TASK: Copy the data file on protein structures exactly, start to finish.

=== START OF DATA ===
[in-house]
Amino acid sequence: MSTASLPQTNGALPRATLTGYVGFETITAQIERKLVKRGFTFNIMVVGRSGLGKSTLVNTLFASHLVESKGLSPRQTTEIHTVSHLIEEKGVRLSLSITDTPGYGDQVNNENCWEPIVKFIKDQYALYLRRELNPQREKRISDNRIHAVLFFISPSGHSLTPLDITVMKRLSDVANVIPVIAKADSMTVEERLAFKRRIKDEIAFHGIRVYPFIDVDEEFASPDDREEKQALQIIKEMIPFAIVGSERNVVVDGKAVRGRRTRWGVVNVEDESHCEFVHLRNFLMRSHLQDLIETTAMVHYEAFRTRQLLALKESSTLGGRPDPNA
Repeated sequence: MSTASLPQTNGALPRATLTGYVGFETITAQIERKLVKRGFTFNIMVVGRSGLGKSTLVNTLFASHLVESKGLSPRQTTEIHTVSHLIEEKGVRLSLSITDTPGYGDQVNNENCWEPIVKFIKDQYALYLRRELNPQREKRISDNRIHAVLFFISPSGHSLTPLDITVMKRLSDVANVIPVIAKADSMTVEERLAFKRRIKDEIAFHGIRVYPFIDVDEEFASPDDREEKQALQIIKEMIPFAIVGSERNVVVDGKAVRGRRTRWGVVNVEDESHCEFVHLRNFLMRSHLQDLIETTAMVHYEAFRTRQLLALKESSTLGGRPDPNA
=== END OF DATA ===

[in-house]
Amino acid sequence: MSTASLPQTNGALPRATLTGYVGFETITAQIERKLVKRGFTFNIMVVGRSGLGKSTLVNTLFASHLVESKGLSPRQTTEIHTVSHLIEEKGVRLSLSITDTPGYGDQVNNENCWEPIVKFIKDQYALYLRRELNPQREKRISDNRIHAVLFFISPSGHSLTPLDITVMKRLSDVANVIPVIAKADSMTVEERLAFKRRIKDEIAFHGIRVYPFIDVDEEFASPDDREEKQALQIIKEMIPFAIVGSERNVVVDGKAVRGRRTRWGVVNVEDESHCEFVHLRNFLMRSHLQDLIETTAMVHYEAFRTRQLLALKESSTLGGRPDPNA
Repeated sequence: MSTASLPQTNGALPRATLTGYVGFETITAQIERKLVKRGFTFNIMVVGRSGLGKSTLVNTLFASHLVESKGLSPRQTTEIHTVSHLIEEKGVRLSLSITDTPGYGDQVNNENCWEPIVKFIKDQYALYLRRELNPQREKRISDNRIHAVLFFISPSGHSLTPLDITVMKRLSDVANVIPVIAKADSMTVEERLAFKRRIKDEIAFHGIRVYPFIDVDEEFASPDDREEKQALQIIKEMIPFAIVGSERNVVVDGKAVRGRRTRWGVVNVEDESHCEFVHLRNFLMRSHLQDLIETTAMVHYEAFRTRQLLALKESSTLGGRPDPNA